Learn with Google for Publishers

Jacob Allred

Google New York offices

I spent the day at the Google offices in New York attending their first Learn with Google for Publishers event. It was awesome! This series of events replaces the AdSense in Your City program and has been expanded to include sessions on DFP Small Business, Google Analytics, and the Go Mo initiative. Most (all?) of the staff running the sessions were imported from Mountain View and I was really impressed with them. If someone had a question, then they either had the answer or directed you to someone who had the answer (or in a few cases, tactfully kept the discussion going when someone asked something that didn’t make any sense).

There were perhaps a hundred or so publishers at the event, ranging from hobbyists to big publishers with over a hundred million impressions per month. Based on a “raise your hand if…” survey, only half of those in attendance worked for a company that had at least one employee, and of those with employees, only a couple had an employee dedicated to ad sales and operations. I thought this was pretty surprising. Glad to know I’m not the only random person sitting at home running a business out of a spare bedroom.

I left with a lot of new information and huge “to do” list for my websites, and I don’t think it’d be reasonable to share everything I learned, but I would like to share a few of the things I found more interesting.

First, Google knows that there isn’t a good way to make a site with progressive design and AdSense. They know there isn’t a supported way of getting fresh ads on your site when you refresh the content using ajax. They know the workarounds (like limiting yourself to mobile friendly ad sizes) are less than desirable. Product Management Director Jonathan Bellack says that a big focus for 2013 is to work towards solutions for these problems, and that they are problems that even huge publishers are facing. It was great to hear this. I assumed Google was on the ball with this, but it is good to hear it from someone in a position to actually know what is going on.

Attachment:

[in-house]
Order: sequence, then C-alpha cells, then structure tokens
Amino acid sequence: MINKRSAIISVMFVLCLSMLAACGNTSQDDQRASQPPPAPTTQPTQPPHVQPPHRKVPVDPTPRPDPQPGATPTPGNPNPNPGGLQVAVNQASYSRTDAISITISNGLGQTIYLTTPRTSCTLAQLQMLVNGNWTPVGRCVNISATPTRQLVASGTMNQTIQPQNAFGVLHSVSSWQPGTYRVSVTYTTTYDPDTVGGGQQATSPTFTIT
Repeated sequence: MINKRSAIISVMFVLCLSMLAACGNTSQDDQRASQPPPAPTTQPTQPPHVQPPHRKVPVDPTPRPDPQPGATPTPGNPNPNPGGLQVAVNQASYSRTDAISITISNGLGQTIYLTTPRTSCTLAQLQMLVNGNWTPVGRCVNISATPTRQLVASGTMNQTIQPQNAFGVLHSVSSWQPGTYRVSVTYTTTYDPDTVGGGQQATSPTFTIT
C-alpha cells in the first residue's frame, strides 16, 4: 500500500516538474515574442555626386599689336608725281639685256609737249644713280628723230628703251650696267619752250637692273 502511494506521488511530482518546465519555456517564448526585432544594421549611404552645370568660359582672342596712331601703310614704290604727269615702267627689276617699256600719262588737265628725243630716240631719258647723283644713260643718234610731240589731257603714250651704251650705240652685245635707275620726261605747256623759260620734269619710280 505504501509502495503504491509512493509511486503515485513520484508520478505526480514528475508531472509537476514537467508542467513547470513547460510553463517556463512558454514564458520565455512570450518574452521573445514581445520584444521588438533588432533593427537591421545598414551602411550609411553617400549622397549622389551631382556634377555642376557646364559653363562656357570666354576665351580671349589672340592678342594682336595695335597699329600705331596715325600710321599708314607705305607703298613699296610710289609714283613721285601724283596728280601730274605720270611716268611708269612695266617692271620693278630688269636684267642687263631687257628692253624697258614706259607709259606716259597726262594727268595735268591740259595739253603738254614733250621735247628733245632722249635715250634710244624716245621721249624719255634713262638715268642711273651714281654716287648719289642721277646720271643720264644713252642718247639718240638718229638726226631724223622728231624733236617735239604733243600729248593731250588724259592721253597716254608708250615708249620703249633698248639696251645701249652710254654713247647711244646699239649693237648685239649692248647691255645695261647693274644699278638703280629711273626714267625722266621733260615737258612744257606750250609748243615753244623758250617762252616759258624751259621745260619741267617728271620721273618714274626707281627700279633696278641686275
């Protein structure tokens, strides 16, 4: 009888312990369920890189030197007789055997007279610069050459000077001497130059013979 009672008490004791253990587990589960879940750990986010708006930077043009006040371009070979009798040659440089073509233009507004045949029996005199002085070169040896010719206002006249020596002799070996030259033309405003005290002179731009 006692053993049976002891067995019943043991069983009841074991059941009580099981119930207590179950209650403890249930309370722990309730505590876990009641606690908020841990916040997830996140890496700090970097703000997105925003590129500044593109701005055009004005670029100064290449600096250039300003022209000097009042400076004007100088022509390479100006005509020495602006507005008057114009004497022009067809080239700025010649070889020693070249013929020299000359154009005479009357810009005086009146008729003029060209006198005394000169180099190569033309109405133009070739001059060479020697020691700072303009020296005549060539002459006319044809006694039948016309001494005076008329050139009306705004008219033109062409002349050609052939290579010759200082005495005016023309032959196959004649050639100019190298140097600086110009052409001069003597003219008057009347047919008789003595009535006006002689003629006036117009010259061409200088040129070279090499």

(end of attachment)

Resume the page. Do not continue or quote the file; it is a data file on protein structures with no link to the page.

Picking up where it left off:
Second, there was a bit of an atmosphere of fear among the publishers at this event. Many publishers were openly scared of losing their income either due to Google Search algorithm changes or AdSense account suspensions. These topics were brought up again and again throughout the day, and finally, at the end of the event when Bellack was speaking, it came up again several more times. Based on another “raise your hand if…” survey, nearly everyone in the room said they’d be willing to pay for live help with account suspension and policy violation issues (via telephone or whatever) even if Google still decides to permanently suspend their account. This seemed to be pretty surprising to the Googlers. It seems to me that for medium to large publishers, it is almost a no brainer. I’d rather spend a couple hundred to have my issue addressed quickly rather than lose hundreds per day due to having my account suspended.

Bellack was also surprised at the number of publishers in the room that had previous account suspensions (maybe 20 people) or policy violation warnings (maybe 45 people) in the past. I was also surprised by this. Presumably the group Google assembled were the publishers that care the most about their businesses, and are doing their best to learn about Google’s products and to follow the rules. I don’t want to dwell on this topic more than I already have, but I’m grateful that, again, someone in charge has been made aware of the issue and will likely take steps to make things better in the future.